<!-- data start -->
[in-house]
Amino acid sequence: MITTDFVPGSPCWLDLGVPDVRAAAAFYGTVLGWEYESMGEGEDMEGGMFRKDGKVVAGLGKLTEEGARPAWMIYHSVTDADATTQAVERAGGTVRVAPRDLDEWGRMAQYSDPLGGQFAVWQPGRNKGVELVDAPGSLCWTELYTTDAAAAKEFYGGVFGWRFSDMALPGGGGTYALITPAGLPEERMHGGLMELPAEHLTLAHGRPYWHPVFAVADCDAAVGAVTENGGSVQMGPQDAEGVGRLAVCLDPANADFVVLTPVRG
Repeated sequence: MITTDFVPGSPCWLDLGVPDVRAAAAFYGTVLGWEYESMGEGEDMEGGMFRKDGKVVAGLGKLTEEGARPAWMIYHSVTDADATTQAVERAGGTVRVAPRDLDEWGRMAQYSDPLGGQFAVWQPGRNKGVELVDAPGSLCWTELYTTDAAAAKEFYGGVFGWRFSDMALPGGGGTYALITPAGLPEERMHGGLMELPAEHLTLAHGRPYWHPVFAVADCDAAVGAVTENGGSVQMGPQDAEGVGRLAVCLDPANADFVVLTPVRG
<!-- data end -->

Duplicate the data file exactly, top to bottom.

[in-house]
Amino acid sequence: MITTDFVPGSPCWLDLGVPDVRAAAAFYGTVLGWEYESMGEGEDMEGGMFRKDGKVVAGLGKLTEEGARPAWMIYHSVTDADATTQAVERAGGTVRVAPRDLDEWGRMAQYSDPLGGQFAVWQPGRNKGVELVDAPGSLCWTELYTTDAAAAKEFYGGVFGWRFSDMALPGGGGTYALITPAGLPEERMHGGLMELPAEHLTLAHGRPYWHPVFAVADCDAAVGAVTENGGSVQMGPQDAEGVGRLAVCLDPANADFVVLTPVRG
Repeated sequence: MITTDFVPGSPCWLDLGVPDVRAAAAFYGTVLGWEYESMGEGEDMEGGMFRKDGKVVAGLGKLTEEGARPAWMIYHSVTDADATTQAVERAGGTVRVAPRDLDEWGRMAQYSDPLGGQFAVWQPGRNKGVELVDAPGSLCWTELYTTDAAAAKEFYGGVFGWRFSDMALPGGGGTYALITPAGLPEERMHGGLMELPAEHLTLAHGRPYWHPVFAVADCDAAVGAVTENGGSVQMGPQDAEGVGRLAVCLDPANADFVVLTPVRG